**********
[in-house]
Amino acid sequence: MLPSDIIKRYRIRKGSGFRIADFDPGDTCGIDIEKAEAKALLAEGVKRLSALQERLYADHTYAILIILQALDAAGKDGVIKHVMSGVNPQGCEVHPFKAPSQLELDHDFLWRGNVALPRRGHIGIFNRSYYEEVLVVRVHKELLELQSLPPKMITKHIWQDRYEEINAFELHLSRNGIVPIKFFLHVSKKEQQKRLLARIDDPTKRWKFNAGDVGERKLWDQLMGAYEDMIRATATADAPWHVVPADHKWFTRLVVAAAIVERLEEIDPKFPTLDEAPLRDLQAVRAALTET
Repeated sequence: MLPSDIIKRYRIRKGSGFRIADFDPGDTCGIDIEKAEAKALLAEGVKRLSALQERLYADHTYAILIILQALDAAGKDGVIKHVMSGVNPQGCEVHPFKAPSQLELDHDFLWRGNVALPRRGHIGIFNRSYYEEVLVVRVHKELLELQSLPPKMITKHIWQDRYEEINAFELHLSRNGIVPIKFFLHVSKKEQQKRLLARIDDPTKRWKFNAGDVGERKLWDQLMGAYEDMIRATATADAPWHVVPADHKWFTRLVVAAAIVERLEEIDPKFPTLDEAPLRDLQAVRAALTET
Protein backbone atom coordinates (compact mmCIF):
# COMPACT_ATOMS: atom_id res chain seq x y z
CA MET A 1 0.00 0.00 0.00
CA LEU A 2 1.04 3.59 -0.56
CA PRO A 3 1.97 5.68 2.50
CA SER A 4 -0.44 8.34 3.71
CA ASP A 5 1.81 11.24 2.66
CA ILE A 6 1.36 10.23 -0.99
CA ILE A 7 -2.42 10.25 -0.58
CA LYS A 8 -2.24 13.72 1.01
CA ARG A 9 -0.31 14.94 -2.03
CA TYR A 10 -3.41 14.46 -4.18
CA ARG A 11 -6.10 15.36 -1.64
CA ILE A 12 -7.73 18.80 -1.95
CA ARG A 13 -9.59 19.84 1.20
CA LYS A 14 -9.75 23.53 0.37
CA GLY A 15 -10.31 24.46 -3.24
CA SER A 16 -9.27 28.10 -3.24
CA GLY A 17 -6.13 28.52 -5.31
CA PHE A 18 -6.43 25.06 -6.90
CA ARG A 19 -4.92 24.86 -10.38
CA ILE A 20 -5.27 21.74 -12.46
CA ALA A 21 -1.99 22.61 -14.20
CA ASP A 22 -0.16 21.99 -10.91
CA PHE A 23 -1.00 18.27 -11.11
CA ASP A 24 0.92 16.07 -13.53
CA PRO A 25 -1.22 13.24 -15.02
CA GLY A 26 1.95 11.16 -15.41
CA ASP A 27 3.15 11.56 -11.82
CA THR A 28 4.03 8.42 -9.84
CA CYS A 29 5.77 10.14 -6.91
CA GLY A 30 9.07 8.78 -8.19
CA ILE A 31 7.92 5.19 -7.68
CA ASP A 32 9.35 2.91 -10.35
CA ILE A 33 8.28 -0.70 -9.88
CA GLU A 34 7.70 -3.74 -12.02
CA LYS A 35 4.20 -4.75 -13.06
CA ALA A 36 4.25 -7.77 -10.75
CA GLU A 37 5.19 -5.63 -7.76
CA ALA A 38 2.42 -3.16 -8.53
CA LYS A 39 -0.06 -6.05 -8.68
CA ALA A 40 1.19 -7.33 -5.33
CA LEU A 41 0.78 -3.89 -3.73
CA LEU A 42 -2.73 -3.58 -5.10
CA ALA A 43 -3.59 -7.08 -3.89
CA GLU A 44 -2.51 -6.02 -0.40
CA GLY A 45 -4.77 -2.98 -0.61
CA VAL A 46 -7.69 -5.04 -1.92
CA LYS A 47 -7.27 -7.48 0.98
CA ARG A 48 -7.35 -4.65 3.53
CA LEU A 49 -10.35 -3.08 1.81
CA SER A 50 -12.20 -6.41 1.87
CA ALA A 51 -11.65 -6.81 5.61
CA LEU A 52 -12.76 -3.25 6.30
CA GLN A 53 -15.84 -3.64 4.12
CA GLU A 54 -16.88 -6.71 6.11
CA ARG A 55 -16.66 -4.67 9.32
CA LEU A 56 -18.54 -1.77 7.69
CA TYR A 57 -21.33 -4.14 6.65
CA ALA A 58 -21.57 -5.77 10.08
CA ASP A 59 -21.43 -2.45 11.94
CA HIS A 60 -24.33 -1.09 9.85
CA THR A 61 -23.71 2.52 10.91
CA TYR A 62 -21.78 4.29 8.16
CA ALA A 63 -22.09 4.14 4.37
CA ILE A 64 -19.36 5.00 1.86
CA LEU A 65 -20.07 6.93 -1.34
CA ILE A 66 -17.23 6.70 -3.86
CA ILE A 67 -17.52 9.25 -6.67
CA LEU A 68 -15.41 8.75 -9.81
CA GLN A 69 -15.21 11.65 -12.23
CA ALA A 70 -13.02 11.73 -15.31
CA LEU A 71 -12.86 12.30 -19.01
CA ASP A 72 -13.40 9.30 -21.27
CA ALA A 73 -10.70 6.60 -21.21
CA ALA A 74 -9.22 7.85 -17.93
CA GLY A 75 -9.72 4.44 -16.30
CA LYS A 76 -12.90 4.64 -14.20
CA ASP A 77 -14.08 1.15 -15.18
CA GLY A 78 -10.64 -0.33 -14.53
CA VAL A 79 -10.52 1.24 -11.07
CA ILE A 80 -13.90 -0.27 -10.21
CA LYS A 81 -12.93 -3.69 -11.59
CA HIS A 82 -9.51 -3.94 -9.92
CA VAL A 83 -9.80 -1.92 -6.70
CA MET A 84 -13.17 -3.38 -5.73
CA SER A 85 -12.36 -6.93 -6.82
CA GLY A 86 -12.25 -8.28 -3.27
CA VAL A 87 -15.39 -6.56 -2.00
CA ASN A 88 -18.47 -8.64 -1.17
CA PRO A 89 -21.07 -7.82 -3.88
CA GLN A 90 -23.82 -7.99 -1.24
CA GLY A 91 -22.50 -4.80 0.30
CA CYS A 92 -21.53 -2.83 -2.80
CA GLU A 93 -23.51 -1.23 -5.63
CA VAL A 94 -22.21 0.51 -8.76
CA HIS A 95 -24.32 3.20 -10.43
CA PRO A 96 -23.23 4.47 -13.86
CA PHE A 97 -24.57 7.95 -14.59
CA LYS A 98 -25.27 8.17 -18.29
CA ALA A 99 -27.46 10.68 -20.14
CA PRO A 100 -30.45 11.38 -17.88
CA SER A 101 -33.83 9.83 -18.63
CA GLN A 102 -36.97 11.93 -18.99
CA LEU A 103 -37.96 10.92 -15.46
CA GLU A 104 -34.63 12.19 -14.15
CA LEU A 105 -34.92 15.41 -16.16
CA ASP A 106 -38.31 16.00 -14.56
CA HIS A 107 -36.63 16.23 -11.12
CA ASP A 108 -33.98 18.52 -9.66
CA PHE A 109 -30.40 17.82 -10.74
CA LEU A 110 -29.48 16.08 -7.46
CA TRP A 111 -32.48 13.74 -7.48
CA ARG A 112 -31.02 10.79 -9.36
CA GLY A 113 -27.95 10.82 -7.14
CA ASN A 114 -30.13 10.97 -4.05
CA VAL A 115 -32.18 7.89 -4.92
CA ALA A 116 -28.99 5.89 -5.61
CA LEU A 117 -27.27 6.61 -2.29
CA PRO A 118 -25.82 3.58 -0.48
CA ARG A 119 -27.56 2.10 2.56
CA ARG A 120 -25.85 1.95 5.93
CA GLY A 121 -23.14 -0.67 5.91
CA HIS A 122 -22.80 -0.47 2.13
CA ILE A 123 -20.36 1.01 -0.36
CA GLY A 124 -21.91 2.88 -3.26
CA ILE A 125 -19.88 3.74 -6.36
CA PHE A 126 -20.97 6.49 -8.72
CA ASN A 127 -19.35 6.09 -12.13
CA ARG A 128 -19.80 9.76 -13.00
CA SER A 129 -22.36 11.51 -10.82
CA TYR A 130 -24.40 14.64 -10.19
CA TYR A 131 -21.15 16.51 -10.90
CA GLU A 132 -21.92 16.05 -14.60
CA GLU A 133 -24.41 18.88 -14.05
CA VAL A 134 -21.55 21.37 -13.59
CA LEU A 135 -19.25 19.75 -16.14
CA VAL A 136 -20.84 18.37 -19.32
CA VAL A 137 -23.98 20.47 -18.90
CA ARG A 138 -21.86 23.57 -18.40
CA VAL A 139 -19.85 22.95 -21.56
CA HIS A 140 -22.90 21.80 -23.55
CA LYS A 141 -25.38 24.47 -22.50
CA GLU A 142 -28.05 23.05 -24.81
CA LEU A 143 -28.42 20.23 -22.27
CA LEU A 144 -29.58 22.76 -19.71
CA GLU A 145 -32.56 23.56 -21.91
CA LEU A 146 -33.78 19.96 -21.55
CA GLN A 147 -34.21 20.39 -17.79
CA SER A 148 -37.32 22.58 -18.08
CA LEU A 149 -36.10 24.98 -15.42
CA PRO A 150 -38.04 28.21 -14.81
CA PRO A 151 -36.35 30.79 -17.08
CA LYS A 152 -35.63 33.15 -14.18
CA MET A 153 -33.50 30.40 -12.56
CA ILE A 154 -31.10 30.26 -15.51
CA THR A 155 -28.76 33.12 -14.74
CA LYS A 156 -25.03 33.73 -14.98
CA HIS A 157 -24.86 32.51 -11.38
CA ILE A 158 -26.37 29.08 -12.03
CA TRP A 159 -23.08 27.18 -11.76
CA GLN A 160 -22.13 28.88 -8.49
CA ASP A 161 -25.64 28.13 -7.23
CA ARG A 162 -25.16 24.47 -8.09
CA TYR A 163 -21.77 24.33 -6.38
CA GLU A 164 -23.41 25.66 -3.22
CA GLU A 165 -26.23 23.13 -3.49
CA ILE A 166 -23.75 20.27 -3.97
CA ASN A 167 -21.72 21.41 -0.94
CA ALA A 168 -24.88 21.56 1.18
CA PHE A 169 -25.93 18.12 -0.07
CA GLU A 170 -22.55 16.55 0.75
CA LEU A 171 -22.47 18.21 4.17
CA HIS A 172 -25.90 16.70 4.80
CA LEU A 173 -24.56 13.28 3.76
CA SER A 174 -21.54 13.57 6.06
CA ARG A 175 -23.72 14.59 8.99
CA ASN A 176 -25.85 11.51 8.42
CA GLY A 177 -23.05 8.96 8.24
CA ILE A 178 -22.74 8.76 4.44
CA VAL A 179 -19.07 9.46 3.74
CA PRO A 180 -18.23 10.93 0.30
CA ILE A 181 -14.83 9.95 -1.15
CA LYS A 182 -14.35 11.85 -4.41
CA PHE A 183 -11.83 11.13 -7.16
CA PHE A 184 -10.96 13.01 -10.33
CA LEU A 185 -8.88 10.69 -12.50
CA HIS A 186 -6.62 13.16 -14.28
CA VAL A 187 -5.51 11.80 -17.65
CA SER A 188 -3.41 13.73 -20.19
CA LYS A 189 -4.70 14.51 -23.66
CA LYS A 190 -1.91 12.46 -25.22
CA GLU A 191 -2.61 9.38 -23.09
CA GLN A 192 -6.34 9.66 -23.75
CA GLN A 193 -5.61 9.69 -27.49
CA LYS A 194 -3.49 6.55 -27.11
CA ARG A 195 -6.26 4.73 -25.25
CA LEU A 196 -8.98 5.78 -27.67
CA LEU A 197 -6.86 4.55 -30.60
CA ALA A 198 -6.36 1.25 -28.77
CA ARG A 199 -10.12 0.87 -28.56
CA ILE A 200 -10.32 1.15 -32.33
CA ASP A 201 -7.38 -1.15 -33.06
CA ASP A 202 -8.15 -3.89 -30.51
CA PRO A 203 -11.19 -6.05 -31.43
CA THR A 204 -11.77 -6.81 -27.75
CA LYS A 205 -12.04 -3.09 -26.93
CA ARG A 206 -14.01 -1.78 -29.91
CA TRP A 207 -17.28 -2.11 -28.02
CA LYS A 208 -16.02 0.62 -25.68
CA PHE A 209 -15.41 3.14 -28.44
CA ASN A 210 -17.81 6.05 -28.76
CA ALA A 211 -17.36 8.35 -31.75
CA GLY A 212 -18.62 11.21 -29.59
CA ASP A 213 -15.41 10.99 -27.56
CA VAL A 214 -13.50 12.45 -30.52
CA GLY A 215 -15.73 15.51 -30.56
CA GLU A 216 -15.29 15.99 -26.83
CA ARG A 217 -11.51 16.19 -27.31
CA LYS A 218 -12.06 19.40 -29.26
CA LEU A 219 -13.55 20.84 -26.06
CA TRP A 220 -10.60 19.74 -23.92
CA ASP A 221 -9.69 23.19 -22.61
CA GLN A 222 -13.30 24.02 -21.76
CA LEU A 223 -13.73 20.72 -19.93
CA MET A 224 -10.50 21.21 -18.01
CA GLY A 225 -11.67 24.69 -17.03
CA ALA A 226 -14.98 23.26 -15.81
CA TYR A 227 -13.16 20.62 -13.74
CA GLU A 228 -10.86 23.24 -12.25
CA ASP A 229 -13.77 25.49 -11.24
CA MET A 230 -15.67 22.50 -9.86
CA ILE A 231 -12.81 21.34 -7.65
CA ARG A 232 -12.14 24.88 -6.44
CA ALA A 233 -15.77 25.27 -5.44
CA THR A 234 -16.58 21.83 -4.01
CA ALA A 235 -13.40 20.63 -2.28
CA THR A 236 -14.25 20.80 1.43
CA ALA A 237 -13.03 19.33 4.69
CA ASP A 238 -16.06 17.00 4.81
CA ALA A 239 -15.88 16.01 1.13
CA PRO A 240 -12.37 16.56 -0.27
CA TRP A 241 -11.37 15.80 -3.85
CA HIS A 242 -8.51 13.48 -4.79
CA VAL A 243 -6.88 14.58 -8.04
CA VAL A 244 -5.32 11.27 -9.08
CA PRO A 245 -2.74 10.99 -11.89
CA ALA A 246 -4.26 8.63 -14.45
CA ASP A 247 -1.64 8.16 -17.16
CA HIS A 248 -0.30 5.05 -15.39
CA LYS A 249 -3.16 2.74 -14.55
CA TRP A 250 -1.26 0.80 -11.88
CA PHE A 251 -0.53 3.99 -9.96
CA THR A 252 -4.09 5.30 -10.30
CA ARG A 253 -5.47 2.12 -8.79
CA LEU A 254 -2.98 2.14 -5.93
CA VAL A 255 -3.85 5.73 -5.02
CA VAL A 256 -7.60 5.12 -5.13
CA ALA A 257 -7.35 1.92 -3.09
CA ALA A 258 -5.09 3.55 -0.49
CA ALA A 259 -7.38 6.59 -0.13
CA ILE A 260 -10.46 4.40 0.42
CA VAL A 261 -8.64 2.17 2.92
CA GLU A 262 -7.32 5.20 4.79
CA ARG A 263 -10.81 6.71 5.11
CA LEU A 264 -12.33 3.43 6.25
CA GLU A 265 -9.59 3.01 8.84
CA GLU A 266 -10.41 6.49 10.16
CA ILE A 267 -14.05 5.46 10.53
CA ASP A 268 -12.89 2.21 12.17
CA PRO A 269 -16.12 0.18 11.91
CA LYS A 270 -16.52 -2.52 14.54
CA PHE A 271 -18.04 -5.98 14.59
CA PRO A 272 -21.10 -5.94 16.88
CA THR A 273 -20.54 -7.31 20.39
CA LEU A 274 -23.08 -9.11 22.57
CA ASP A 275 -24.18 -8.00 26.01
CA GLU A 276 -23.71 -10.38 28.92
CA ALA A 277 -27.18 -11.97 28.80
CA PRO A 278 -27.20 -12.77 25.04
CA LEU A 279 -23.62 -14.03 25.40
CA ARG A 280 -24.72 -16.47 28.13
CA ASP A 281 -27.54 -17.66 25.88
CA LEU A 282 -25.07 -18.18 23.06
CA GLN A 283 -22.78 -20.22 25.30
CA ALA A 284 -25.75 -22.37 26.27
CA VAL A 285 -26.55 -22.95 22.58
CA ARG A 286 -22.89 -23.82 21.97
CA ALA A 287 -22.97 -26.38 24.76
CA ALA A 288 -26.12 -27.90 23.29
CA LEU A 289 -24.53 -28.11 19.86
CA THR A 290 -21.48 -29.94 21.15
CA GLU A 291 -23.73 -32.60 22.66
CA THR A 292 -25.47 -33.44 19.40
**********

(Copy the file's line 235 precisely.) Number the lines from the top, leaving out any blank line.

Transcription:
CA MET A 230 -15.67 22.50 -9.86